The Lows

1.  Del Harris-gate (2/3/10): It what was a season already spiraling out of control, Thorn came out looking clueless and out-of-control of the asylum when it was revealed that GM-turned head coach Kiki Vandeweghe and new assistant coach Del Harris had secretly plotted a transfer of power that would give Harris the head coaching spot with the team while returning Kiki to the GM’s chair. When the plan lost air, Harris abruptly resigned, leaving egg on the organization’s face. The whole situation was a slap in the face to Thorn, but if he was demonstrating actual power as team President, something like this also likely doesn’t transpire.

2. The Nets trade Kenyon Martin (7/15/04): What’s the price of your soul? In this case, it was three draft picks. With new ownership paying more attention to the bottom line and Kenyon Martin, an energetic if not enigmatic player, requesting big money, Thorn and Co. shipped out the heart and soul of the Nets team in a sign and trade with the Denver Nuggets. There are two schools of thought on this: On one hand, Martin would prove to be bad value for Denver, as he’s spent a considerable amount of time rehabbing knee injuries. However, the Nets were essentially waving a white flag to their roster, including, most notably, Jason Kidd, that they were not interested in keeping their Finals-bound core in-tact. The disposal of Martin wasn’t remedied until a few months later when Carter was acquired, but the Nets never got as close to the Finals again without an athletic big man for Kidd to consistently feed for thunderous dunks.

3. The Nets trade Richard Jefferson for Yi Jianlian and Bobby Simmons (6/26/08): While the Knicks did it with more gusto, by trading Jefferson for a major question mark in Yi and a terrible, yet soon-to-be expiring contract in Simmons, the Nets began the gutting of their roster in an effort to woo some of the big free agents in the summer of 2010. With the “Decision” in the books, here’s the fallout: Yi has already been unloaded again in a salary dump, all of the big free agents signed elsewhere, and Jefferson opted out of his contract anyway. Meanwhile, the Nets spent two seasons forcing Yi into a role he wasn’t up to the task of fulfilling. He might have been a hit with the Chinese markets, but he was a bust in the states and the transaction represents a deal that Thorn now has absolutely nothing to show for.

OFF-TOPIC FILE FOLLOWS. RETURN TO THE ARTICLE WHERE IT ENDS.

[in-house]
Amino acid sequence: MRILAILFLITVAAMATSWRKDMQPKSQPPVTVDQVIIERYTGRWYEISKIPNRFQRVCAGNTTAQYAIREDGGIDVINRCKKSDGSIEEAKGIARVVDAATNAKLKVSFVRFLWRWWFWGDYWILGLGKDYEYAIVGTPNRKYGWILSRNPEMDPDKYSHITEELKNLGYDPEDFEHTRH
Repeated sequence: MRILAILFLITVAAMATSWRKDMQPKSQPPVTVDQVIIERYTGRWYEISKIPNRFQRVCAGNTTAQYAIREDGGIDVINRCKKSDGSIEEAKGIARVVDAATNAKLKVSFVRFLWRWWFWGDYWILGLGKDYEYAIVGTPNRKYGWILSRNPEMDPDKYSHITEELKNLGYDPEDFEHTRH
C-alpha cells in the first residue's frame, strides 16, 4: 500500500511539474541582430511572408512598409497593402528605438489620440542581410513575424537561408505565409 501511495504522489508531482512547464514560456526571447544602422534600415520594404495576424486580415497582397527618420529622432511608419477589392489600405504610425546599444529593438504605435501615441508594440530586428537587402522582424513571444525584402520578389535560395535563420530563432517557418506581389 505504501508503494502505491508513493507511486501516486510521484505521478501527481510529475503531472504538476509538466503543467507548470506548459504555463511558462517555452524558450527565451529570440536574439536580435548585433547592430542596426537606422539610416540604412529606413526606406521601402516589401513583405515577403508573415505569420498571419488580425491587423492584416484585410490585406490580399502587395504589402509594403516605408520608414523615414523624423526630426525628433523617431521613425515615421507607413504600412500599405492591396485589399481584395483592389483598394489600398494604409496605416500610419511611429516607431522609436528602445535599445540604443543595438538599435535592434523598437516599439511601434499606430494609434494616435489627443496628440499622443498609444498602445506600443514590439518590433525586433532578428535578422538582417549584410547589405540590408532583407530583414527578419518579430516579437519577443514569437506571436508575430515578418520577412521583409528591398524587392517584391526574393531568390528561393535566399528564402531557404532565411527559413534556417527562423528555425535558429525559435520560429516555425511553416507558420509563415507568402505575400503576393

4. The 2005 Draft (6/28/05): As earlier noted, the Nets had struck out on a few drafts during the Thorn era, though none seem to collectively stick in the craw like the 2005 Draft. With the 15th pick, the Nets took Antoine Wright, who was projected by some to be a Top 12 pick. However, Wright’s NBA career has wavered between middling to bust. And considering some of the players picked after him, ie Danny Granger and David Lee, who both went on to be all-stars, it makes the Wright selection that much worse. Of course, the Nets nearly one-upped themselves by taking Mile Ilic with the 43rd pick. The Nets appeared to cover Ilic, hoping he could be their next Eastern European surprise after Nenad Kristic. However, in his brief NBA stint, Ilic appeared to be … uncoordinated … to be nice. One of the biggest faults of the Thorn years was their inability to add to the “Big Three” core once Carter, Kidd and Jefferson were established. Whereas Thorn found nice role players through the draft and free agency earlier in his tenure, the organization struck out in the years following. The 2005 Draft epitomized this.

5. Thorn Resigns (6/25/10): The resignation of Thorn makes this list not because this team needs him to stay to survive, but because of the timing. The Nets had a new owner in Mikhail Prokhorov and a new head coach in Avery Johnson headed into the biggest free agency period in the league’s history, and in the 11th hour, Thorn announced his resignation. While Miami Thrice might have been inevitable even if this didn’t happen, it couldn’t have looked good for the organization’s sales pitch that they were mysteriously losing a vital member of their front office after setting so many other pieces in place. It’s unknown how Thorn’s absence is going to affect this team going forward. But with a rookie owner, a stable presence in the front office was only going to help.